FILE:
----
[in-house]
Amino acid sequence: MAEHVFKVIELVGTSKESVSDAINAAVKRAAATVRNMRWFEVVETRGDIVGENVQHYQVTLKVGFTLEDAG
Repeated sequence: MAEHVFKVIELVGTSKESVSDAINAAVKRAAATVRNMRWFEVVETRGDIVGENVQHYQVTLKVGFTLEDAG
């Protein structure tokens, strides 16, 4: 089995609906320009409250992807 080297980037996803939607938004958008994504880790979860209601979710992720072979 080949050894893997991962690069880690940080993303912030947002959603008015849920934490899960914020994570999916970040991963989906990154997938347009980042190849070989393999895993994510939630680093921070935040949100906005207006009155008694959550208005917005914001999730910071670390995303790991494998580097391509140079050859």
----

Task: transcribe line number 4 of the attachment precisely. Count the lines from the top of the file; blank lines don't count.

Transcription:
């Protein structure tokens, strides 16, 4: 089995609906320009409250992807 080297980037996803939607938004958008994504880790979860209601979710992720072979 080949050894893997991962690069880690940080993303912030947002959603008015849920934490899960914020994570999916970040991963989906990154997938347009980042190849070989393999895993994510939630680093921070935040949100906005207006009155008694959550208005917005914001999730910071670390995303790991494998580097391509140079050859």